The preemie MDs explained in detail what would most likely happen to our daughter since she was coming out 7 weeks early. They said it was likely that our daughter would not be able to breathe on her own and that she would need to be intubated (using a machine that breathes for her). It the case that my baby didn’t cry after delivery, they wanted to make sure I was prepared for that possibility.
We were also told to prepare for 30 days in the NICU, which was the average length of stay for a “33 weeker.”
Within a few hours things got much worse.
Soon, I started hemorrhaging and was having what felt like one long contraction that wouldn’t stop.
Our OB determined that I was not actually in labor as my cervix was completely closed. She thought it was best to take the baby out right then because something was very wrong, but she didn’t know exactly what yet. I was wheeled across the hall for the emergency C-section.
Our daughter, Zoe Grace, was born.
Zoe came out at 4 pounds, 3 ounces. After being suctioned, she let out a tiny little cry that I will never forget. It was the best and most beautiful sound I had ever heard in my life.
The doctor was able to confirm during the c-section that I had a placental abruption. My placenta was 30% detached from my uterus.
The next day our neonatologist told us that Zoe had no signs of brain damage and we had a “very healthy baby considering the circumstances.”
He then let me know bluntly, and in no censored way that “babies born after a placental abruption usually don’t survive and the mothers don’t do that well either, although they do better then the babies.”
It was hard to have our baby in the NICU, but we were so grateful for the excellent care she received.
It was hard to have my baby in the NICU but we were so grateful for the excellent care she received.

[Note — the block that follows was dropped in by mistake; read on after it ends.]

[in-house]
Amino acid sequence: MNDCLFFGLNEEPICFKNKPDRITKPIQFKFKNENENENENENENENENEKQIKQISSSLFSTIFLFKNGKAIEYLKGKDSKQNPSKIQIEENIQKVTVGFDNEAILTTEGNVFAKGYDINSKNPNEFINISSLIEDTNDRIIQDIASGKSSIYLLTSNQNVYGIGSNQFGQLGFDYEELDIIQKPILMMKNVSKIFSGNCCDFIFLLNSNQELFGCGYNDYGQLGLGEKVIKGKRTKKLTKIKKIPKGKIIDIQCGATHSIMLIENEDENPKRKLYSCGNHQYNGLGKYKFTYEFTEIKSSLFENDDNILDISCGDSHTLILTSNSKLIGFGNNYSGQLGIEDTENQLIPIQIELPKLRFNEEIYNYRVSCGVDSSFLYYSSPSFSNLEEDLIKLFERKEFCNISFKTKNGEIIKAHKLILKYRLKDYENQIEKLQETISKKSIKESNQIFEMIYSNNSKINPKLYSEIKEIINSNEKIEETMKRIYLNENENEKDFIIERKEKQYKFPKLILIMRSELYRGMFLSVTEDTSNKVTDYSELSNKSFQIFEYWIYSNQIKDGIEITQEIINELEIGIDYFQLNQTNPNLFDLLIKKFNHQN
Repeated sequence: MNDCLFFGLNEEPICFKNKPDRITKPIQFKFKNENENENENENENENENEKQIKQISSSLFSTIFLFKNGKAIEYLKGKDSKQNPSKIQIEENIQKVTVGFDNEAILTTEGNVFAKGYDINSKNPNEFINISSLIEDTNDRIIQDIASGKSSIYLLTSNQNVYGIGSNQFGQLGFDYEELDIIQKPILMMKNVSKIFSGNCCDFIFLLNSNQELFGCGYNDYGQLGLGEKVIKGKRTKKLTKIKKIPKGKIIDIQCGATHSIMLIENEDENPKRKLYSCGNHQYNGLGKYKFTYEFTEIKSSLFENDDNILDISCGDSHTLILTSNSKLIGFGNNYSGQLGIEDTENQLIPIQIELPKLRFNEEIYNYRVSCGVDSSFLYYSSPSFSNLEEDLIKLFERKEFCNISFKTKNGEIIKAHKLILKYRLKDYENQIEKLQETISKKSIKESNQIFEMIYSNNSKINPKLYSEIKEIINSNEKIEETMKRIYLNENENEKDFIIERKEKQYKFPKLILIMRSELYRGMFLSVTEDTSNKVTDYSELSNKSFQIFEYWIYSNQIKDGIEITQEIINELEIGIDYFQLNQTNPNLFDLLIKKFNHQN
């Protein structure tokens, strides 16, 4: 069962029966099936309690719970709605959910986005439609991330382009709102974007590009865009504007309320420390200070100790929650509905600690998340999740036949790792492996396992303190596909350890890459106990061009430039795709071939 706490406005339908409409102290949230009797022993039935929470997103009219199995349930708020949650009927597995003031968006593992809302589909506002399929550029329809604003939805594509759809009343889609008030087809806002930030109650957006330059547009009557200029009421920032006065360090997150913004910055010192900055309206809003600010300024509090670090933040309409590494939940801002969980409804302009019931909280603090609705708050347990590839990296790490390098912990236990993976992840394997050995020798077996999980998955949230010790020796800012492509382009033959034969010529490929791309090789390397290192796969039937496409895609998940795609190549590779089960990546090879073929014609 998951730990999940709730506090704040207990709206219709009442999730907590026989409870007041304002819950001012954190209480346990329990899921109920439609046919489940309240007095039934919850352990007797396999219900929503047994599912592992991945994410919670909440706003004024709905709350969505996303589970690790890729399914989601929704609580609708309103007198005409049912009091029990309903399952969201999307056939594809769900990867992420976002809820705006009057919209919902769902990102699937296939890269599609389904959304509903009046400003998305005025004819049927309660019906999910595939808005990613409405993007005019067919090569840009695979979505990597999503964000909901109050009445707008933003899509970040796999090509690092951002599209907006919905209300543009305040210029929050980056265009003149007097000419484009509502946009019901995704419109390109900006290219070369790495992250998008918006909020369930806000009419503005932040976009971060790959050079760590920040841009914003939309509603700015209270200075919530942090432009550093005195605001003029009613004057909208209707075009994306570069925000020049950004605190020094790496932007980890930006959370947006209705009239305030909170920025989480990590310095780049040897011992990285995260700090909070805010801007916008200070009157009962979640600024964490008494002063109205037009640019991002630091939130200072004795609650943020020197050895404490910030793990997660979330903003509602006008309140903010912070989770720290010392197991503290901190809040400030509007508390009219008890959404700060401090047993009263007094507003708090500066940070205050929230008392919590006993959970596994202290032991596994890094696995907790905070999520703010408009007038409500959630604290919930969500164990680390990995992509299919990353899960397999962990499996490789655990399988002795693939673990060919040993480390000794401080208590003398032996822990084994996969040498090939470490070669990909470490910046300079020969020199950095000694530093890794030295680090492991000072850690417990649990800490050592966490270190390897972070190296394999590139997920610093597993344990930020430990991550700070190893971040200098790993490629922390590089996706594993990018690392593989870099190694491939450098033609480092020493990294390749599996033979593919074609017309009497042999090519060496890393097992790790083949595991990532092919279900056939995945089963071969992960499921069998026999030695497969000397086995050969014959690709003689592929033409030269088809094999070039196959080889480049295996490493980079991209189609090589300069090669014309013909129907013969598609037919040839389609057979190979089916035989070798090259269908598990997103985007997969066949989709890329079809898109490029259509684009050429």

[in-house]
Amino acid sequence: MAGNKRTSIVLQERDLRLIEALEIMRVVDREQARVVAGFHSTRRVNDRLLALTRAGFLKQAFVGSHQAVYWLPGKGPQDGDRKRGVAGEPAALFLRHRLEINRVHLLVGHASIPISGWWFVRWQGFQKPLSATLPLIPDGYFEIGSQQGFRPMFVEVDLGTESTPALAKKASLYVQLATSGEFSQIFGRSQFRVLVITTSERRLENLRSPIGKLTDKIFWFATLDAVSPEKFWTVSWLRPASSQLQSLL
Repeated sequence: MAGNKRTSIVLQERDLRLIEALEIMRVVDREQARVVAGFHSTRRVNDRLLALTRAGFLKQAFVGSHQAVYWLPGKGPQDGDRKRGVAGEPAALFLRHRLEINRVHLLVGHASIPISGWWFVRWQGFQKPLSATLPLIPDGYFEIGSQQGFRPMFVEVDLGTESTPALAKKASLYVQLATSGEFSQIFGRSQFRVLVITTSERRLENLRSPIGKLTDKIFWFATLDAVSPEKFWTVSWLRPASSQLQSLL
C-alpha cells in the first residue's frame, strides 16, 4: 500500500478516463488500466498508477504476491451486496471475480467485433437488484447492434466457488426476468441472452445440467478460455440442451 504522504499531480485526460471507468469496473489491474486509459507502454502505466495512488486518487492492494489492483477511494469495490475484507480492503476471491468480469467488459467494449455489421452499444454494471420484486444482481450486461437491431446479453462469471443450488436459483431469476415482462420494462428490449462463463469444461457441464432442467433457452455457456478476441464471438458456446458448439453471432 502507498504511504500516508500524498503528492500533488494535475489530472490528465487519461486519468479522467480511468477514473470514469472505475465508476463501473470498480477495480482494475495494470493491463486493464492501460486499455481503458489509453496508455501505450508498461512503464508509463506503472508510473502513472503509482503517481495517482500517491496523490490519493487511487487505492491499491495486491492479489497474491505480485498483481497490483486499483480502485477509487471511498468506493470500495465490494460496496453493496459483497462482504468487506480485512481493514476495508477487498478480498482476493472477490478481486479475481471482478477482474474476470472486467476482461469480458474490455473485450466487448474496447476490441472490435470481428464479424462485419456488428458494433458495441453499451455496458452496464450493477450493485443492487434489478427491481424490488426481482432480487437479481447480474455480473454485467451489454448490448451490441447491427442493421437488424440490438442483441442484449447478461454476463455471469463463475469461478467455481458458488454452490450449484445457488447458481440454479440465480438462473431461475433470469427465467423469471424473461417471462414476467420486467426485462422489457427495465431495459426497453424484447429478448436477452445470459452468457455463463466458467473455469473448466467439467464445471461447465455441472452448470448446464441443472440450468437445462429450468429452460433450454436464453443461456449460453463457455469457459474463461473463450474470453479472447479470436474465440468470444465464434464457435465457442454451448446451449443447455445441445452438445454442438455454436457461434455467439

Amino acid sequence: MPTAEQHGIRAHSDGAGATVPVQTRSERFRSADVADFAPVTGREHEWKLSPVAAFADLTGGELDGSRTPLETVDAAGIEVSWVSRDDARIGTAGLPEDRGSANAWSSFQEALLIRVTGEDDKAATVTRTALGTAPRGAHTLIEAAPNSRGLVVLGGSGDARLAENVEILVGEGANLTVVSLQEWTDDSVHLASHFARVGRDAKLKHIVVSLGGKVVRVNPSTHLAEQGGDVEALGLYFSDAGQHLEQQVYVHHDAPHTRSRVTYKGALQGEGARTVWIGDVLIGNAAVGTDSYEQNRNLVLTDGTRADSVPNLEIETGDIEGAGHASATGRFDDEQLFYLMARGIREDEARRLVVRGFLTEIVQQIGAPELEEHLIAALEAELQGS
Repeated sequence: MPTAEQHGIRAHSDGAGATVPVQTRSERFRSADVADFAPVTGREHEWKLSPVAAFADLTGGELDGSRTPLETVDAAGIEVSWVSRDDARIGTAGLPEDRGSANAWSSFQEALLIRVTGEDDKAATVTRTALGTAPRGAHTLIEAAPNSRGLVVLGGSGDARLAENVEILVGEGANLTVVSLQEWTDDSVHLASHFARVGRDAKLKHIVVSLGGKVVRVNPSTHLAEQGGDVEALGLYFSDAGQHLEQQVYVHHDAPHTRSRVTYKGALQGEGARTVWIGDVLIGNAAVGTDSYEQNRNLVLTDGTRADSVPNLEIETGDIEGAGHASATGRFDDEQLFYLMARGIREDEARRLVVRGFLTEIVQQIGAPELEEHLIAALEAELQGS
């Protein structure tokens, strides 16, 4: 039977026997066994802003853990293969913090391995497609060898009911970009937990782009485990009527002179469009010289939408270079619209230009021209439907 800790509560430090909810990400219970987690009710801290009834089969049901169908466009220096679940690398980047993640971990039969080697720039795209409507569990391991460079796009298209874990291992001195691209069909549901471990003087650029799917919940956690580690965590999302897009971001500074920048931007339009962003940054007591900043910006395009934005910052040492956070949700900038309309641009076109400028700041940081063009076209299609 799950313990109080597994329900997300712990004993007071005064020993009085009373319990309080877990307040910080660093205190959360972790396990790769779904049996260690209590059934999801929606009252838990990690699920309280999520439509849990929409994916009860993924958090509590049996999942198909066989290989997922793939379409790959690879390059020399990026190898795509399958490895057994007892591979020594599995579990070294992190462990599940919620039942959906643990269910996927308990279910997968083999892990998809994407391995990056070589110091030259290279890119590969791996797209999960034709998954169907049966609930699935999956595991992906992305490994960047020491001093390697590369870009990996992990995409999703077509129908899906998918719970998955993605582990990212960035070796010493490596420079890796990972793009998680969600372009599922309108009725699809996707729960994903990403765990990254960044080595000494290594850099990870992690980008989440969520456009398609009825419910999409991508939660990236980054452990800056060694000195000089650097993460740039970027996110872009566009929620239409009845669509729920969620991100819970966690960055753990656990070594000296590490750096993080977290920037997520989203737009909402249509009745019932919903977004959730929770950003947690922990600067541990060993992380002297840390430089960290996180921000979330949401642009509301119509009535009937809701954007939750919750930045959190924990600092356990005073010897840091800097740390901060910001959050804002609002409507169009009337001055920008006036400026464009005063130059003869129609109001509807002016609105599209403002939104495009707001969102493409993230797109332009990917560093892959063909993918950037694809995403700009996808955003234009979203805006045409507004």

The first time we saw her we were shocked. She was in an incubator hooked up to so many IV’s and tubes, and so tiny.
I wasn’t allowed to hold her yet. That part was so hard! But I could put my hands in the incubator and place one hand on the top of her head and one her feet. I remember telling her how proud we were of her. She was a tough baby right from the start.
Zoe had an oral-gastric feeding tube for nutrition since she was unable to eat for the first 7 days on her own. I would pump breast milk and give it to the nurses so they could feed her through the OG tube.
She was also receiving TPN (IV nutrition) and lipids (fats) through 2 IV lines. That was probably the most difficult part to watch- preemies veins are so tiny that it would often take an hour of poking to get the IV in. And they didn’t last very long so she was constantly being stuck with needles.
She was on oxygen and a cpap machine for the first week to help her continue breathing on her own. Since she also was very jaundiced, she had to be under a bilirubin light for 5 days.
Zoe got a little stronger every day.
As a preemie Zoe earned the nickname “tiny but mighty” from her doctors. This was taken during week two in the NICU.
Zoe started doing more on her own, like eating through a preemie nipple and no longer needing the IV nutrition.
We were shocked on our 9th day in the NICU when we were informed that Zoe would be discharged the next day. I knew she was doing well but we were told that due to her stage of prematurity that she would stay for at least a month. She was so tiny I couldn’t believe they were letting us take her home.
My experience taught me a few things…
A) Mothers need to trust their instincts. We know much more then we give ourselves credit for.
B) At 28 weeks gestation it is important to start doing fetal kick counts.
C) It is so important to be grateful for the miracle of having a child.
I can’t imagine what my life would be like now if I hadn’t gone into the hospital that evening, especially after being instructed not to. It is so important to trust your instincts!
I am so blessed that I get to be a mom. Not everyone gets to have healthy baby, or a baby at all for that matter. Whenever I find myself getting frustrated with the difficulties that come with parenthood, I think about how close we were to not getting to have Zoe at all. That puts it all into perspective for me.
Zoe, 2 years old. Spunky, hammy and giggling as usual.
Our daughter turned two today. And we are so grateful everyday for her presence in our lives.
Thank you for reading!
Sarah, Mother Nurse Love
I had an appointment with my OB two weeks ago and everything appears to be progressing normally with my pregnancy (thank goodness!).
However, I did have one tiny little scare. When looking at the screen I noticed that our baby was measuring at about 26 weeks, which totally freaked me out since I was 28 weeks.